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Notable New     Yorkers
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John B. OakesJohn B. Oakes
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I'm sure that that's true. And then the whole paper has changed in character anyway. Quite apart from this issue that we're talking about, we have tended much more toward the broad kind of social - I mean, social in the broad sense of coverage of movements, rather than of what I would have called hard news. The whole tone of the paper has changed in this direction, too.


Well, to return to the central theme today, which seems to me to be your relationship with the publisher, in this context, it's rather an extraordinary one, when you think of the whole history of this city. I don't think there's been a paper with a stronger editorial page than yours except - the nearest comparable one maybe was Frank Cobb in the days of Pulitzer, but that didn't last as long, and relations were much more stormy. It's quite remarkable that you were able to edit as strong a page as you did for such a long period without more travail.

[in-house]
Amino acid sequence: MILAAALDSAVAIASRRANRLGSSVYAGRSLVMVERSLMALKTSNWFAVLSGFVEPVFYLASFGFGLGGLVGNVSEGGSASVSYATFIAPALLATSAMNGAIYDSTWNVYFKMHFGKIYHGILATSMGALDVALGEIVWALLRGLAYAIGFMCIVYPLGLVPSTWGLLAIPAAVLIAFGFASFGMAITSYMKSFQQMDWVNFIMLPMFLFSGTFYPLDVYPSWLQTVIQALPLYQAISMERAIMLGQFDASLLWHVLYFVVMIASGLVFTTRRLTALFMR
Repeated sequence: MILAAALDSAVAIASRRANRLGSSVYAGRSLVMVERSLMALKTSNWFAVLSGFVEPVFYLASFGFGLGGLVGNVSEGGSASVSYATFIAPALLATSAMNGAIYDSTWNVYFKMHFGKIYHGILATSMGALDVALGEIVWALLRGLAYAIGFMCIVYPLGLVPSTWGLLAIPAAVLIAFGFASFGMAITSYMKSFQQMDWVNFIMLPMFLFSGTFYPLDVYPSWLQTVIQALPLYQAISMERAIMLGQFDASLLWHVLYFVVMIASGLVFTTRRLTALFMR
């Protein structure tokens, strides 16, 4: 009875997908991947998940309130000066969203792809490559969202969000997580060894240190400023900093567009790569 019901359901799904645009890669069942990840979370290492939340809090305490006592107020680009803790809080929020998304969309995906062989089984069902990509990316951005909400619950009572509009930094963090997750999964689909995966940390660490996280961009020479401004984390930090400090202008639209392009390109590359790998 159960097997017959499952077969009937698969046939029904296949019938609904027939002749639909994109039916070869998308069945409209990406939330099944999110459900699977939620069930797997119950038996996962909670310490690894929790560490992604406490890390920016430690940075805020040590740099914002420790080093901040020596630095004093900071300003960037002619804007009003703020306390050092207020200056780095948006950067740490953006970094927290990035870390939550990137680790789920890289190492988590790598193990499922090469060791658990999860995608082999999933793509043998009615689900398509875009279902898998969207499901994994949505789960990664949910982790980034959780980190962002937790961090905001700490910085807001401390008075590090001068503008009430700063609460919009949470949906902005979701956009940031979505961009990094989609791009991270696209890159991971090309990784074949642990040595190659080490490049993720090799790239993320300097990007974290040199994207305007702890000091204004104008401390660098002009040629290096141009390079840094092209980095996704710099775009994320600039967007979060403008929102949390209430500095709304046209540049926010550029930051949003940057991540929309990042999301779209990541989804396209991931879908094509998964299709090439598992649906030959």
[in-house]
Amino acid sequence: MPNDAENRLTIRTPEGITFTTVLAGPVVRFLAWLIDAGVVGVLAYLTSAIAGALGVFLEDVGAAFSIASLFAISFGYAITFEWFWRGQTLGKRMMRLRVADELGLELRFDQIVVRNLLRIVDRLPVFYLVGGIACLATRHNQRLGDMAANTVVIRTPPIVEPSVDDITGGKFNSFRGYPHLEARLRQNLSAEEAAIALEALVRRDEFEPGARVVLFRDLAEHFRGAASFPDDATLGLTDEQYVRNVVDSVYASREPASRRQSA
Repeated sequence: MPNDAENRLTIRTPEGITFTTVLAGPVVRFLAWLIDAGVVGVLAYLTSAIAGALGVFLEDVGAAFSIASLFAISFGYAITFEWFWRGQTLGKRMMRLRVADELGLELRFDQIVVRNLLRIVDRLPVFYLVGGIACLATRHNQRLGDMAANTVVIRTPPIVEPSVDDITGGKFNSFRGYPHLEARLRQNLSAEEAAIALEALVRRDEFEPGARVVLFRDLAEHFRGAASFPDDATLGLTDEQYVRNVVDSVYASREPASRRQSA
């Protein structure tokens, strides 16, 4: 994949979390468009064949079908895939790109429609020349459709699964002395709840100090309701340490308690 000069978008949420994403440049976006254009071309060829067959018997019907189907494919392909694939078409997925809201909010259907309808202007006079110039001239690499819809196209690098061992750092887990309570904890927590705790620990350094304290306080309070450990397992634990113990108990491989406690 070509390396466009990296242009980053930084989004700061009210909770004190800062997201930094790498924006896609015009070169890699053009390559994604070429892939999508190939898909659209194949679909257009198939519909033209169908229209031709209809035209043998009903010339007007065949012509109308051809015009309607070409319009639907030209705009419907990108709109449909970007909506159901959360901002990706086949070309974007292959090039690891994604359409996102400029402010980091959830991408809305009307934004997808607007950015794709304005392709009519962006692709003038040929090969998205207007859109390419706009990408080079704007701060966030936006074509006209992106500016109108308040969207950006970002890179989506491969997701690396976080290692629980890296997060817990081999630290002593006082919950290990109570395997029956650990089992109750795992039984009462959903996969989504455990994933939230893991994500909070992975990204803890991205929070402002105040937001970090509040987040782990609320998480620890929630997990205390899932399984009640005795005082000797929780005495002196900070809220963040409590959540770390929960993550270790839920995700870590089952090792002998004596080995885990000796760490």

The publisher would rarely, in this whole period, after the incident that we've already discussed, very rarely come in on matters of principle. Oddly enough, the few times that I remember having a real problem with him would be on really quite relatively small matters. One, funnily enough, dealt with the question of - this is almost ridiculous, but nevertheless - it dealt with a question of returnable bottle legislation. Punch took a rather dim view of my tendency to favor returnable bottle legislation, the Oregon-Vermont type of legislation, and I had some real problems with Punch on that issue, so that for quite a long while we solved that one by not running anything. I was unhappy that we weren't supporting proposals for return bottle legislation, of cans and bottles returnable.

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